Due to political incompetence leading to the devastation of our country, Australians are becoming increasingly vocal against the Morrison Government, writes Peter Henning.
BACK IN 1940, when British Prime Minister Neville Chamberlain completely failed to comprehend the threat of Hitler, his own political party forced him to resign after one of his own backbenchers, using the words of Oliver Cromwell 300 years earlier, told him in the House of Commons:
“You have sat too long here for any good you have been doing. In the name of God, go!”
In Australia in October 1941, just weeks before Japan attacked Pearl Harbour and invaded south-east Asia, it was fortuitous that two independents crossed the floor to support a government led by John Curtin, a Prime Minister who knew that the national emergency required dispensing with the political inertia of the status quo. In a vital and urgent sense, the Australians told the complacent and inept conservative government of the 1930s, “you have sat too long here for any good you have been doing”.
At the beginning of 2020, Australia faces a complex set of issues which all conservative administrations since 2013 have ignored or dismissed, but which now in combination have created a grave national emergency.
The arrogant refusal of the Abbott-Turnbull-Morrison administrations to listen to scientists across the broad spectrum of expertise has contributed significantly to the level of devastation which is now occurring.
The current Morrison Coalition Government has neither the competence nor the intellect to comprehend or understand the nature of the crises facing Australia and is therefore incapable of providing effective leadership now and in the difficult years ahead.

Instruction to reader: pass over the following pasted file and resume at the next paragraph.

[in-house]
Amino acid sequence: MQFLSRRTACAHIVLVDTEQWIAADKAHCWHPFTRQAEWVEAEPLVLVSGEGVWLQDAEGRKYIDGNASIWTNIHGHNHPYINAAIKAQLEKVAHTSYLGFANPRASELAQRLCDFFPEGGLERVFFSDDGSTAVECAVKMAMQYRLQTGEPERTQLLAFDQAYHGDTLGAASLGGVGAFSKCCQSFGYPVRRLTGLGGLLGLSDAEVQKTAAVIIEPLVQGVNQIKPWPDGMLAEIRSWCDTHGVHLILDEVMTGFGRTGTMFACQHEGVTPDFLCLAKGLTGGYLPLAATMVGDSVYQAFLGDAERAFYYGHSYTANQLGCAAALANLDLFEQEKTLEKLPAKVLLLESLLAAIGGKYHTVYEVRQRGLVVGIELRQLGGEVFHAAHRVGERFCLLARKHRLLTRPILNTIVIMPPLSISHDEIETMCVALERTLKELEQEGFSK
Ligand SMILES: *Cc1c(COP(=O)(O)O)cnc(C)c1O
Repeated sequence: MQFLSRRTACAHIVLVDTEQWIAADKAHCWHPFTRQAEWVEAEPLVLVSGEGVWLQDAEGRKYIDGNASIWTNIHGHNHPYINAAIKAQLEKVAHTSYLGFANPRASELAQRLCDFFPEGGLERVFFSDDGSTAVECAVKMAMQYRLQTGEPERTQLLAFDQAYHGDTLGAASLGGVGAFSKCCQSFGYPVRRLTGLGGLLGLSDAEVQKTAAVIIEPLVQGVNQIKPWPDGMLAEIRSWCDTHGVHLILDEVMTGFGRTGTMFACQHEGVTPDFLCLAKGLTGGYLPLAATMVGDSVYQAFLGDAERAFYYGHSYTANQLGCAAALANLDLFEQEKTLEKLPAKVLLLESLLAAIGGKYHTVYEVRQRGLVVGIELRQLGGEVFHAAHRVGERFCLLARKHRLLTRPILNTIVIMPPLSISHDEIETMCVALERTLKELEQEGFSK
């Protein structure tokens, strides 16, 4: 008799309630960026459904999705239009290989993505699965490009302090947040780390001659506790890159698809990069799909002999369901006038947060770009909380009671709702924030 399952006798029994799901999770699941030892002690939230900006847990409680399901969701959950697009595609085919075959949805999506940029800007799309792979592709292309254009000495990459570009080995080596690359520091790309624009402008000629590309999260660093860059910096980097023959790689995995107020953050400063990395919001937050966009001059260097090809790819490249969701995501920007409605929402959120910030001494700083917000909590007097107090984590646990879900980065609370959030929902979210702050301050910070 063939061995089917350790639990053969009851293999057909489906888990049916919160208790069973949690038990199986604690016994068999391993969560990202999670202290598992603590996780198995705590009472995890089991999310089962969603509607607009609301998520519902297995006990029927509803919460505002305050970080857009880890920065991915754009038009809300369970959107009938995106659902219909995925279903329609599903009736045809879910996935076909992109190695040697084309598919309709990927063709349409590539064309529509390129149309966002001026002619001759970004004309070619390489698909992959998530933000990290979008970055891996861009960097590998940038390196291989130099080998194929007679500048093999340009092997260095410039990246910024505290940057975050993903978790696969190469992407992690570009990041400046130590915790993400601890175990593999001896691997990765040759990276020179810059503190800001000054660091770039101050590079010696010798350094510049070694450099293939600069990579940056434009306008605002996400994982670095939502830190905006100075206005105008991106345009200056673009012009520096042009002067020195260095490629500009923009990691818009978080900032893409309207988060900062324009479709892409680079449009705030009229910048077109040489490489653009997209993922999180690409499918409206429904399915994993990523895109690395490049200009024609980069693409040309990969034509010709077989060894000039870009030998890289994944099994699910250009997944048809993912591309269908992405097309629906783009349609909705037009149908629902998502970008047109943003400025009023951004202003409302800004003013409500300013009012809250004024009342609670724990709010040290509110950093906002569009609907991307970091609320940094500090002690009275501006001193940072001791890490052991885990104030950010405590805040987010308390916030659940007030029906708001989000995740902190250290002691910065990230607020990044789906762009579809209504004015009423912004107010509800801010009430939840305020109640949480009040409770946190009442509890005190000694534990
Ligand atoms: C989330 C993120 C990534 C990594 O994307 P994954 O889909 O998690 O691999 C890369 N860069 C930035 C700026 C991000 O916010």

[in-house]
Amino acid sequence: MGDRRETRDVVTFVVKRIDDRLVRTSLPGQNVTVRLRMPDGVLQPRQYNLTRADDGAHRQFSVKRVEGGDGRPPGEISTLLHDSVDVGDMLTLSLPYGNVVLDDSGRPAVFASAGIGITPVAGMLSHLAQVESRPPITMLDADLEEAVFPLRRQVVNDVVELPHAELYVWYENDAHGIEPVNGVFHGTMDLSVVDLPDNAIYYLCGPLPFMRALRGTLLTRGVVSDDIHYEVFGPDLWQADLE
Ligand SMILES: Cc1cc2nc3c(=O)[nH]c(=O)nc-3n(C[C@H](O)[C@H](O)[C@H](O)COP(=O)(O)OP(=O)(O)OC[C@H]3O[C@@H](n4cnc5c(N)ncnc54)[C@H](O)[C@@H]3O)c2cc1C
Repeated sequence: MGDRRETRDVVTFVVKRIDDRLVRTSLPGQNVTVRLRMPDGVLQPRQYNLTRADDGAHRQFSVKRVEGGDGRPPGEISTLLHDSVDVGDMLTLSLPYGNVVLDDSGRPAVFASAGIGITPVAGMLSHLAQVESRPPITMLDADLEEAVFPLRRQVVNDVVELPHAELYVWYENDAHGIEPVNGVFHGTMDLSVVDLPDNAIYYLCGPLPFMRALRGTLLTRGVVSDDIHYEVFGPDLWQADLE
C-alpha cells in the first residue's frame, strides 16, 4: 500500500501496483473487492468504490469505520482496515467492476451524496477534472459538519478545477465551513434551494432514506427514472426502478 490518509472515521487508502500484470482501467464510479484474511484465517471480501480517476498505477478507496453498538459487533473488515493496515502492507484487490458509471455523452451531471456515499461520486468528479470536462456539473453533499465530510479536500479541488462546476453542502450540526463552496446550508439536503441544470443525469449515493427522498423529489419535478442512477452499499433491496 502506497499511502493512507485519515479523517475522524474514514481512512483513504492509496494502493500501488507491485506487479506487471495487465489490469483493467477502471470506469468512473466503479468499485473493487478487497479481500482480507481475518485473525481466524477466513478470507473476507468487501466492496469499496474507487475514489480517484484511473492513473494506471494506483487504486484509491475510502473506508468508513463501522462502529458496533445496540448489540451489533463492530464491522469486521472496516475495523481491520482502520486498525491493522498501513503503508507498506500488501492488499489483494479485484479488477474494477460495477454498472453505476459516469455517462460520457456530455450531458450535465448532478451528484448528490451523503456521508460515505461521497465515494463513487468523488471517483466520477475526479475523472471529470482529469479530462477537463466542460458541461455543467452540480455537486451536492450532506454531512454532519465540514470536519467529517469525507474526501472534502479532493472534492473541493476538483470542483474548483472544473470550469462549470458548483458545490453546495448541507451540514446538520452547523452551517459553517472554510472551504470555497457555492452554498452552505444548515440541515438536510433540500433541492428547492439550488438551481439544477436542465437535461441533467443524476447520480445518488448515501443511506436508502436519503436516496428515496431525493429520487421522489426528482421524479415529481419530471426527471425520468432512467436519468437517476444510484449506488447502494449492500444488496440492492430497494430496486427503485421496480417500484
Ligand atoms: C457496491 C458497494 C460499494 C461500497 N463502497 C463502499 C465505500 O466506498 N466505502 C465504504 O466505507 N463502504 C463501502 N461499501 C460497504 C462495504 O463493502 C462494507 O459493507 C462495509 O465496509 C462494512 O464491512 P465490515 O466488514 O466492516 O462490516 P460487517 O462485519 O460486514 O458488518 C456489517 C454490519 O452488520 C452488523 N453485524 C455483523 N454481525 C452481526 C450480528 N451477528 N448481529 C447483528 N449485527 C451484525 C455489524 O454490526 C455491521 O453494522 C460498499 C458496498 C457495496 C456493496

For months now, various political commentators have been asking Morrison to be a leader, thereby making the mistake of assuming that he has some ability to actually comprehend what is happening. Before Christmas, the mainstream press was still asking Morrison to change direction. One editorial from The Age said ‘Mr Morrison must step up’ and ‘now is not the time to be out of touch’.
One leading political commentator said:
‘It may be that Morrison is simply too small-minded or too politically timorous to respond to his country’s needs.’
Even now, as Australia is engulfed in the most serious bushfire crisis in the recorded history of this country, the media carries headlines like ‘Take charge, Prime Minister’.
The point is that his set of beliefs and attitudes mean that he cannot take charge and that whatever he does, he will take Australia in the wrong direction. He is Australia’s Neville Chamberlain, entirely out of his depth and simply incapable of doing the job.
This was graphically demonstrated when Morrison visited Cobargo and Zoey McDermott, a young woman who had lost her home, tried to engage him in a discussion about Federal assistance. Film footage supports Zoey McDermott’s comment that Morrison “just wanted photos” and when it didn’t go as he planned, he “turned his back… and walked off on me”. Morrison couldn’t get out of Cobargo fast enough when the photo opportunities turned sour. He turned and fled.